What does owning a beautiful piece of land in the Ozark hills, raising cattle and hunting rattlesnakes have in common? Just ask Don Sisco and his wife Mildred or “Mil” of Christian County area near Chadwick, Mo. After a career of working at Hiland Dairy and also serving as the Chief of the Chadwick Volunteer Fire District and several years in the area of law enforcement Don now has the time to enjoy some farm life.
In the beginning Don had little interest in farming. It was Mil’s love of farm life that led them to the purchase of their first piece of farm land. They acquired their first 80-acre tract of land around 1960. Over the next 45-plus years they have continued to add and build up the farm little by little. Although with the Mark Twain National forest on three sides of their farm, further expansion is limited. The Sisco family cites recent changes, government policies and regulations as an obstacle to continuing how they carry out their livelihood. For example, boundary lines, fence lines and road access adjacent to their property are now in question due to recent land surveys. This troubles land owners since these boundaries have been in place for decades. Mil commented, “At one time the government gave land away or you might pay one to two dollars per acre. But the land was so rugged some people let it revert back to the government because they didn’t want to pay the taxes on it.” The Siscos are working with State and Federal officials to try to resolve boundaries in question.
While many people may know Chadwick for its 80 miles of ATV, motorcycle and mountain bike trail, the Sisco family knows it as home as they have for over five generations.
Today Don and Mil, along with their son-in-law Mark Loveland, who recently retired from Associated Wholesale Grocers in Springfield, plus with the help of Don’s grandchildren, they are able to pursue a life of maintaining their land and a commercial cow herd. A crossbred mix of Charolais and Simmental cows and calves dot the hillsides and valleys near where they live. Don and Mil said, “It keeps us active and involved in doing what we enjoy.”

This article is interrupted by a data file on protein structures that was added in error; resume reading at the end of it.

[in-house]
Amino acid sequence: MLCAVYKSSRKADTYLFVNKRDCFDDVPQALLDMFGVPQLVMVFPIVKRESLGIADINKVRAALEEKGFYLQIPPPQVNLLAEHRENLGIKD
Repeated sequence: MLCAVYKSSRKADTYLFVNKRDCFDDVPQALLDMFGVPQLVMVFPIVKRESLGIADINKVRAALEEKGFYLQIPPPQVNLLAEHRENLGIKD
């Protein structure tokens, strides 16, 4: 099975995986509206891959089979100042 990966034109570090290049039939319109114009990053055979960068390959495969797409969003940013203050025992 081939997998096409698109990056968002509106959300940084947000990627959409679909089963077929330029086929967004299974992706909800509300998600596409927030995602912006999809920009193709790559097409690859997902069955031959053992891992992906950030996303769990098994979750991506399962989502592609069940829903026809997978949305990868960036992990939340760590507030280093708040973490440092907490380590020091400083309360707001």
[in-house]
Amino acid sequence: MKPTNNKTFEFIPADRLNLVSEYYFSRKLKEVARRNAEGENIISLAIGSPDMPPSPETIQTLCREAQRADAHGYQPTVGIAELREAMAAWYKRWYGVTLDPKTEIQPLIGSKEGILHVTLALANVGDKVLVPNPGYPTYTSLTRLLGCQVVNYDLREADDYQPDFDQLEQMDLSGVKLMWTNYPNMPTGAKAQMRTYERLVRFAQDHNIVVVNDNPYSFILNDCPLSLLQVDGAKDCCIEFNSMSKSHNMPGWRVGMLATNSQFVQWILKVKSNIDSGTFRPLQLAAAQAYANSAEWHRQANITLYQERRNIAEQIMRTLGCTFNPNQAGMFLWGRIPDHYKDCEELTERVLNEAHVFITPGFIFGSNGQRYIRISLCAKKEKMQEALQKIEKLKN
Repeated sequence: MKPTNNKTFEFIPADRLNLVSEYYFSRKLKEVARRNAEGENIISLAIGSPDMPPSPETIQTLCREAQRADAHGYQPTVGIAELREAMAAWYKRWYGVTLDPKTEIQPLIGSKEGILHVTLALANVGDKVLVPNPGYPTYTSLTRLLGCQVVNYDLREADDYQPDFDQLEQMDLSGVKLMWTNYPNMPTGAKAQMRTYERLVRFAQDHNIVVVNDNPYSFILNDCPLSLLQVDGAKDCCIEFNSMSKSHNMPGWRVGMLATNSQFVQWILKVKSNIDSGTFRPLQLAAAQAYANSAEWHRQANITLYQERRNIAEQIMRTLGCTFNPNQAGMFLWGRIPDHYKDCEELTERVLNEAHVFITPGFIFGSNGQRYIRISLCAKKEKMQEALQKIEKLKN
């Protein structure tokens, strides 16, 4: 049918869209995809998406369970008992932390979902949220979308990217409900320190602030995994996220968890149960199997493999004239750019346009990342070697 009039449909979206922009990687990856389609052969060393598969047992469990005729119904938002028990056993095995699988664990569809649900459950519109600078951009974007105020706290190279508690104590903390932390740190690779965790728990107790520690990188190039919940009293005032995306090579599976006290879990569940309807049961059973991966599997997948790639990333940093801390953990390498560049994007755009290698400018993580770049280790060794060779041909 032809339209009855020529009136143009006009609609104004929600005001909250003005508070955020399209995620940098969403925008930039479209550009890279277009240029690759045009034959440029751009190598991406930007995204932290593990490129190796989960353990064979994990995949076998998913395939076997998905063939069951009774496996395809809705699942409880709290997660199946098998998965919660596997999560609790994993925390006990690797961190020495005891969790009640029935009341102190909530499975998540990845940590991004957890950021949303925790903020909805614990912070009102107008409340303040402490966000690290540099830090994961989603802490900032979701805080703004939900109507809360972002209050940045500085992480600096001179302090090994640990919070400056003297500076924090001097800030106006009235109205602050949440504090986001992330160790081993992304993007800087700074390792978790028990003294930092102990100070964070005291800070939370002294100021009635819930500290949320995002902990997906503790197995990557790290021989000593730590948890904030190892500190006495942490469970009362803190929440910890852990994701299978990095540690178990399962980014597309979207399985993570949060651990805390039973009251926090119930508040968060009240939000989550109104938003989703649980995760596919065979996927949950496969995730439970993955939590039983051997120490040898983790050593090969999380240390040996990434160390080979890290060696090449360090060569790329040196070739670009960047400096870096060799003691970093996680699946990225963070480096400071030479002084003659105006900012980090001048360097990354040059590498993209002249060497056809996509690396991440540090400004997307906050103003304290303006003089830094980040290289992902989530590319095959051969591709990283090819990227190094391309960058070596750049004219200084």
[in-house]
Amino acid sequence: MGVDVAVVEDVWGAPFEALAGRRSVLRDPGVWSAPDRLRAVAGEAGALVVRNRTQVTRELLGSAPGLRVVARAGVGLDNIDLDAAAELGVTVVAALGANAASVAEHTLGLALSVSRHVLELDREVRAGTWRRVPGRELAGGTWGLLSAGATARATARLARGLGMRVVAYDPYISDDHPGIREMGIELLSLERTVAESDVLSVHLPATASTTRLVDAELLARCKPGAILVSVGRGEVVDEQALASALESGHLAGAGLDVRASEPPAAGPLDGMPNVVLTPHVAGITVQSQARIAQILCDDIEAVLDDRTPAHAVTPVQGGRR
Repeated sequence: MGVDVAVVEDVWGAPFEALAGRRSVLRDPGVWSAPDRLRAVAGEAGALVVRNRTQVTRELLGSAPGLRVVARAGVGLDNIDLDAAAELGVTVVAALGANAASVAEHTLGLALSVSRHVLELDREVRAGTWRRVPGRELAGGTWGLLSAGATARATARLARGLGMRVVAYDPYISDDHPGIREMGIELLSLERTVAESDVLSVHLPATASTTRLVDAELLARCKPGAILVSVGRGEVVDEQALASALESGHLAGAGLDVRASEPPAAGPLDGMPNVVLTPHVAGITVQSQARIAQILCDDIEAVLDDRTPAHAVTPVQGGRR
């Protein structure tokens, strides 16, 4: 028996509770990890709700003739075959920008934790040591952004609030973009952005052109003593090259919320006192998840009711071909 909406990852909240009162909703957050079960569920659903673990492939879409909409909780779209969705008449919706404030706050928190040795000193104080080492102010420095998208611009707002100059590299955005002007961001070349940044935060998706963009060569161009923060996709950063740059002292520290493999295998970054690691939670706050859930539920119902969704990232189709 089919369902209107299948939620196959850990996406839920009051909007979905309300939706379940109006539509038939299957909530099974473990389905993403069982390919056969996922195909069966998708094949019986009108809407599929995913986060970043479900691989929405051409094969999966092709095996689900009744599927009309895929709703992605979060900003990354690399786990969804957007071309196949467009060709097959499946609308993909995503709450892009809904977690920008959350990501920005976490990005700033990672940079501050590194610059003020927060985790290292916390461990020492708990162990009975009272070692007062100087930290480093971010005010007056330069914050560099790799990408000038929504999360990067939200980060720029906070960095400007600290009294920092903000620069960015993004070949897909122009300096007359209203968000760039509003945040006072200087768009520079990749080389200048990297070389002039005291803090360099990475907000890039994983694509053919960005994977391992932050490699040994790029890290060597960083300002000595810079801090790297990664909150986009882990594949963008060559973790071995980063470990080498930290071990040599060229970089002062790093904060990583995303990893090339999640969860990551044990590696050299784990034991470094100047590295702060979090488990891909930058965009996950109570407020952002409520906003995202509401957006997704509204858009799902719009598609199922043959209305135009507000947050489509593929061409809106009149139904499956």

Besides hunting and fishing another endeavor that the Sisco family has been involved with is very interesting. They participated in the annual “Rattlesnake Roundup," as a local FFA chapter fundraiser. In the past many community members took part in catching venomous snakes common to the area. Diamondback and Timber Rattlesnakes, Copperheads plus the occasional Cottonmouth were rounded up. When asked if they were caught for their skins or a trophy to have them displayed on the wall a quick reply came.
“What we did with them was to sell the snakes to a “handler” in Arkansas," Don said. “The Company that we dealt with uses the snakes to produce anti-venom remedies in medication and in the care of a snakebite situation.”
Mark went on to add, “I have caught a couple of Cottonmouths but I don’t think that I want to do that again. They’re territorial and aggressive.”
How does one catch a rattlesnake or copperhead? Don and Mark said that it is pretty easy. “All I ever used was a garden rake and a sack to bag them up,” Don explained. They both agreed this method was very efficient. (Editor's Note: Please don't try this at home.)
Don Sisco and Mark Loveland make snake wrangling sound so simple that anyone could do it, but it’s just a memory now. The tradition of Rattlesnake Roundup has waned in recent years due to conservation rules and regulations.
Still, though, the family utilizes their land the way they can best. They have worked hard to build their farm and they all enjoy the bounty of their labor from wild blackberries, gooseberries, black walnuts, and good, developed pasture land for their cattle to graze.


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